What to Say (Eulogy)
He was a man who strove to love God first in all things. This love was manifested in his silent work, often without fuss or fanfare. He thought of his hands as God’s own – through them he brings healing in the world. He thought of himself always called to serve. His mission was to cure sometimes, to help often, and to comfort always. You would see him forget his well-being when there is suffering to be eased. Sometimes, he goes home tired and drained, seeking a quiet place to recharge. It is difficult to understand him when he appears spent and resigned.
He was not always the easiest person to live with. He had these spells of melancholy, as if forever disappointed with himself for failing and falling short. He appeared humbled and self-denying. He always tiptoed around other people’s lives, careful not to disturb, reluctant, ever the observant wallflower, always watching, always ready to offer the helping hand. Some describe him proactive. He found it easy to see what was needed, because he always looked for what would help others best and most. But he would never intrude. He would never impose. He found prayer in his work, purpose in the people he serves. He found meaning in helping, in healing lives. His daily work is a prayer, an offering to the God he loves.
He loved his wife best, and provided for her and her parents without complaint. He loved her unconditionally, and supported her in her dreams. He was always quietly proud of her accomplishments – her vision to protect lives through life insurance, and her drive to serve the school as a bridge bringing lives together onward. He was content seeing her bloom and flourish. He was most proud of her for raising four fine gentlemen.
He loved his sons next, always seeking to be a shining example of what it means to be a man for others.
He loved M**1 for his quiet determination. He saw in you much of himself. He worries about you when it appears that because much talent was given to you, much also is entitled to you. No, not entitlement, but expectation. He expected excellence because the world needs an example of excellence shared with others. To you he passes this beacon of light.
He loved M**2 for his inquisitive mind. In you, he remembered how it was to be curious. He was glad that you grew up like your mother, always asking questions, insistent on answers, always searching for what is true. Most important to your father, you always insisted on searching for what is right. It is this pureness of spirit that your father treasures most. It is this that he guarded whenever he appeared to be very stern with you. To you he passes his dreams, his ideals, and the certainty that you would make him proud.
He loved M**3 for his gentle soul. Of your brothers, you are the stable rock, the base, the solid foundation of peace. Your father sees in you the peace he desires for himself. From your quiet hugs, he derives much strength and love. He wishes that you would eat more, so that your inner strength may be matched with your outward appearance. To you he passes his desires, knowing that you would calmly carry on with much love.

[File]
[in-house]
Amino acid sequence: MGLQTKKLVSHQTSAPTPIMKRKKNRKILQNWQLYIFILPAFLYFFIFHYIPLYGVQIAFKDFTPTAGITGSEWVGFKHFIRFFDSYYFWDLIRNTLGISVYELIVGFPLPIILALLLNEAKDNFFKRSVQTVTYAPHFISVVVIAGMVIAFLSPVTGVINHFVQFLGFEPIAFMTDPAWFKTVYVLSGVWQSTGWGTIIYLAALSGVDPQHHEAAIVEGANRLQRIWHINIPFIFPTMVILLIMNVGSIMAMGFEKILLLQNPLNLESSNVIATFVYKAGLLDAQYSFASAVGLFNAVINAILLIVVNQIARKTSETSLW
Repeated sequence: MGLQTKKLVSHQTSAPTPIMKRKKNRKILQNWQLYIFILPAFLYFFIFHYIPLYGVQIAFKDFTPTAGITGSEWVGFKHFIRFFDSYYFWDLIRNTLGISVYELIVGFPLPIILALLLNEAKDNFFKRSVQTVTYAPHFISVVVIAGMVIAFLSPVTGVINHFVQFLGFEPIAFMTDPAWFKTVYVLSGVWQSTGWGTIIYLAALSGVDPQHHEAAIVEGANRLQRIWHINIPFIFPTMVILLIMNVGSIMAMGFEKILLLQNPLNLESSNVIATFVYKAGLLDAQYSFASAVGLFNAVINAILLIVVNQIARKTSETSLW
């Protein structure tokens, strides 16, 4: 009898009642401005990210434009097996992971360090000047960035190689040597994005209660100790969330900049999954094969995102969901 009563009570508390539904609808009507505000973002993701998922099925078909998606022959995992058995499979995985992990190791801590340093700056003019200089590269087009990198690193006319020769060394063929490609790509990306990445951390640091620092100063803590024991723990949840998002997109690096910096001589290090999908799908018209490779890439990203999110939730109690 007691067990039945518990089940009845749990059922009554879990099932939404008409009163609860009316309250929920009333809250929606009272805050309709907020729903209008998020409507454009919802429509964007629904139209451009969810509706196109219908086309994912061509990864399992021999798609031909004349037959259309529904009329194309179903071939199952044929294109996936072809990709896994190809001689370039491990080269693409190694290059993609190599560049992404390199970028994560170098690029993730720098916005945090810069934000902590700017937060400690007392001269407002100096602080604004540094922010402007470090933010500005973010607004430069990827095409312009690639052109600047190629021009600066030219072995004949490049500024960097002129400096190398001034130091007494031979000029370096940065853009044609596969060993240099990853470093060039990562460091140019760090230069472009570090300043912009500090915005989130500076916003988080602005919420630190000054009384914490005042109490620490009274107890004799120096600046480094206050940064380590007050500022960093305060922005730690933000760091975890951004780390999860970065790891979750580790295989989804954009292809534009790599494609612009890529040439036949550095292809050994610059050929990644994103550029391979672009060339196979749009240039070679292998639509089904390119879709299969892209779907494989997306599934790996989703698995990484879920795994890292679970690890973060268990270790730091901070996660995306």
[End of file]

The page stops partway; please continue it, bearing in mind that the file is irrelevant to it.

He loved M**4 for the joy that bubbles from his heart. He knows you, of all your brothers, are the provider of happiness and love. Your father takes great pleasure in seeing you smile, and seeing how you make people laugh. Your dedication to climbing walls and conquering jungle gyms are remarkable. He wished you continue to pursue life with this vigor. Your passion is the salt of this family. You give flavor to our lives.
He wished his boys, not to follow in his footsteps as a doctor, but to be the best they can be at whatever vocation they choose. He believed that the effort spent on being the best would allow them to help others more. It is effort that he praised, not outcome. He taught that effort, supported by honest discernment, is what the world needs. It is expected that they would help all others more. Quiet and insistent, he tried to guide them into always choosing the good, and striving to avoid what could hurt others. He knew that he was sometimes tough and uncompromising. He made mistakes. He accepted these mistakes, acknowledged them, and shared his regret with his sons. In quiet moments, he pulled each boy aside and opened his heart. How different he is with his sons!
So this is the story of his life. There is not much here that is spectacular or extraordinary. In fact it was a special life because it was so ordinary. He knew that his life was borrowed. He strove to give it meaning, so when it was time to return it, God would find it good. He knew his life was a gift. A gift given unasked and unadorned. A gift to be returned much better than how it was found.
In his last moments, his thoughts would certainly not have been of himself, but of the people he would leave behind. We knew his love – and he loved us so much – because we felt it in his gentle hands, his quiet words, and his encompassing heart. Consistent with how he lived his life, he wanted to leave as quietly as he came, without fuss or fanfare, surrounded by family and loved ones.
I know heaven awaits him eagerly, but knowing him and his reluctance, he would definitely need your prayers to push him along.
Thank you for being here today.